Jeff Bagwell      29.7  37.1  35.1  
-2.7  174   99.2%     4       8      28.9   29 
Jason Giambi      28.8  34.5  35.5  
-5.6  175   83.7%     3       4      19.6   30 
Johnny Mize       28.5  35.8  36.6  
-4.2  173  100.0%     3       9      27.9   29 
Dick Allen        27.9  35.6  35.3  
-4.5  173   41.0%     3       6      22.9   24 
Willie McCovey    27.7  34.0  34.4  
-5.4  178   82.2%     2       7      25.2   30 
Miguel Cabrera    27.6  34.4  34.6  
-5.2  173   39.1%     3       7      26.1   28 
Todd Helton       27.4  37.4  33.4  
-0.8  160  100.0%     3       5      28.5   28 
Hank Greenberg    27.4  36.0  34.7  
-2.0  169   80.2%     4       7      28.0   26 
Edgard Martinez   26.5  31.8  31.4  
-5.9  168   83.3%     1       8      25.3   31 DH
Jim Thome         25.7  30.6  32.1  
-5.9  168   78.3%     2       5      23.7   28 
George Sisler     25.6  37.3  34.2   0.3  166   99.4
%     2       6      27.5   26 
Mark McGwire      25.6  27.7  33.6  
-7.7  191   95.6%     1       8      23.5   32 
Harmon Killebrew  24.2  28.8  32.0  
-7.9  165   48.9%     0       4      21.6   31 
Joey Votto        22.9  30.5  28.1  
-2.4  162  100.0%     1       4      23.3   27 
Dan Brouthers     22.4  30.4  29.7   1.2  197   99.6
%     2      10      26.6   31 
Carlos Delgado    22.2  25.9  29.5  
-7.8  160   97.9%     1       3      20.7   29 
Roger Connor      21.9  33.6  30.6   3.3  181   93.5
%     3       8      26.9   29 
David Ortiz       21.4  26.0  26.0  
-6.7  159   92.4%     0       3      18.5   29 
Bill Terry        21.3  32.1  28.1   0.7  148  100.0
%     2       5      24.0   32 
Dolph Camilli     21.2  30.1  28.3  
-1.7  157  100.0%     0       5      23.4   32 
Will Clark        21.1  28.1  27.2  
-3.9  157   99.1%     1       3      19.8   25 
Don Mattingly     20.8  29.2  27.5  
-2.7  151   95.1%     1       4      22.0   28 
Orlando Cepeda    20.4  26.9  27.8  
-5.9  155   78.2%     0       3      19.2   25 
John Olerud       20.3  31.3  27.6  
-0.6  151   97.1%     2       5      20.5   27 
Fred McGriff      20.2  27.3  26.7  
-4.1  150   96.5%     0       4      21.1   27 
Cap Anson         20.0  29.2  28.3   1.3  180   96.6
%     1       8      23.9   34 
Eddie Murray      19.7  29.5  26.2  
-1.5  155   99.2%     1       5      22.3   27 
Rafael Palmeiro   19.2  28.0  26.4  
-3.0  150   76.8%     0       5      21.4   31 
Mark Teixeira     18.5  29.5  25.3  
-0.1  143   96.3%     1       2      21.7   27 
Keith Hernandez   18.2  31.5  24.9   0.6  143  100.0
%     1       5      23.4   28 
Frank Chance      17.8  29.3  24.6   2.7  151   99.5
%     1       4      22.0   28 
Tony Perez        17.7  27.2  23.3   0.3  145   37.5
%     1       4      21.9   28 

   47. Jolly Old St. Nick Is A Jolly Old St. Crip Posted: May 12, 2014 at 12:59 PM (#4705064)
If you are an honest and thorough analyst, you are going to end up concluding that Mark McGwire was the best HOMER hitter in the history of baseball, including Babe Ruth.

Well, McGwire averaged 50 HR/162 to Ruth's 46, so strictly speaking you're correct.

But Ruth played his first 6 years in the dead ball era. And in his lively ball years (1920-35) he averaged 52 HR/162. It's a minor quibble, but I think it should be noted, even if you also note that Ruth's home parks during those years were a lot better for LH home run hitters than the Coliseum and Busch were for McGwire.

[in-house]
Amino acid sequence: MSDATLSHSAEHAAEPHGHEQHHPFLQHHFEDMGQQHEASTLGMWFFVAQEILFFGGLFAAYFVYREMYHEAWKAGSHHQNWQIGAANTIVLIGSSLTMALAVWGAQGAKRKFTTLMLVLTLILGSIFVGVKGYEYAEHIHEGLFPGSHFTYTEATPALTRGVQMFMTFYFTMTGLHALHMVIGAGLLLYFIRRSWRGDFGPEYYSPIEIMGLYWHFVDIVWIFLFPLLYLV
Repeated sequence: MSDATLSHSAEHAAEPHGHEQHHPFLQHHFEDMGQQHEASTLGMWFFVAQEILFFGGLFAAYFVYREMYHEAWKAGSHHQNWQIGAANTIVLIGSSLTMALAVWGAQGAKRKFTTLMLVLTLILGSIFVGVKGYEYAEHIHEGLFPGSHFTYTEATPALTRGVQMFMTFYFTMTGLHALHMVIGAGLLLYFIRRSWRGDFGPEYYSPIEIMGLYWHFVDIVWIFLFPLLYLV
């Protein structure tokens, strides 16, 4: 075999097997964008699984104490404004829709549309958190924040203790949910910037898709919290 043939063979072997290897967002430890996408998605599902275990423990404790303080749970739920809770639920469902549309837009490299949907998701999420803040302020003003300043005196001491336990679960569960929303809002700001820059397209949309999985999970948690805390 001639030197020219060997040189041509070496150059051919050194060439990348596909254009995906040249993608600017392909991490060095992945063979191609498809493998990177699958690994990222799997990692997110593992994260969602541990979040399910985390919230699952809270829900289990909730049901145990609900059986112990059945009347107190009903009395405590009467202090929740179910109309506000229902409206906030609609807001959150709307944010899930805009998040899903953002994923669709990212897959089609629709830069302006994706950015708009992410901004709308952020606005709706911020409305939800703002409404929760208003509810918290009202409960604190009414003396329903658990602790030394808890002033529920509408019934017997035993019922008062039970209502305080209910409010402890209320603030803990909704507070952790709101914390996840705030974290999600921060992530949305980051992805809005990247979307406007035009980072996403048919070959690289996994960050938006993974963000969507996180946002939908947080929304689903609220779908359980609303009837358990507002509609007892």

48. alilisd Posted: May 12, 2014 at 04:15 PM (#4705297)
But sillyball era or not, when Mac played in his prime, he was just scary good (at the plate). Yes, a lot of guys hit well during this time, but OPS+ adjusts for all this


LOTS of hitters have been "scary good" in their prime, Cabrera included. Also, while OPS+ adjusts for park and league average, isn't there a possibility to more easily post higher OPS+ numbers in extreme offensive environments? I honestly don't know; I may be misunderstanding some things I've seen posted before, but I'm curious, and hopeful someone more knowledgeable may be able to address this. I did look at 1995 to 1999 and 2009 to 2013 to see what the top OPS+ number in their league's were, as well as what the 10th spot was. In 1998, McGwire's big year, the 10th place OPS+ in the NL was 155, that's 9 points higher than it was in any other of these seasons. In the other 9 seasons it ranged from 136 to 146. Also, during Cabrera's seasons it was distinctly lower than it was in McGwire's seasons. From 2009 to 2013: 136, 140, 138, 139, 137. From 1995 to 1999: 142, 146, 140 (same in both AL & NL), 155, 143. Was it easier to put up higher OPS+ during the peak of the Silly Ball era?

At any rate, McGwire's OPS+ form 1995 to 1999 (I disagree with including a half season of 321 PA's, I'd also note in 1995 he didn't qualify for Top 10 in OPS+ due to lack of playing time; playing time matters, as CFB noted above!) gives him a 191 OPS+ in 2,969 PA's, versus Cabrera's 170 (best peak to date) in 3,370 PA's. McGwire clearly enjoys an edge in peak OPS+. But does OPS+ simply favor McGwire's era, or is he really that much better even at peak levels?
   49. Booey Posted: May 12, 2014 at 09:23 PM (#4705473)
But does OPS+ simply favor McGwire's era


I don't know; I just know that even in an era when everyone was hitting, no one seemed to tower over their peers in the slugging categories like Mac did (until Barry's 2nd peak). In 1996 McGwire's .730 slg and 1.198 OPS (in a pitchers park) towered over the 2nd place finishes of .643 (Juan Gone, in a hitter park) and 1.085 (Thomas). In 1998, Mac's .752 slg and 1.222 OPS crushed 2nd place Sammy Sosa's .647 and Larry Walkers 1.075 (in Coors field). He easily beat peak Barry in OPS+ (216-178). He averaged a .700 slg for a 6 season span when most the other top sluggers of his era were in the .600-.650 range in their peaks. That's huge.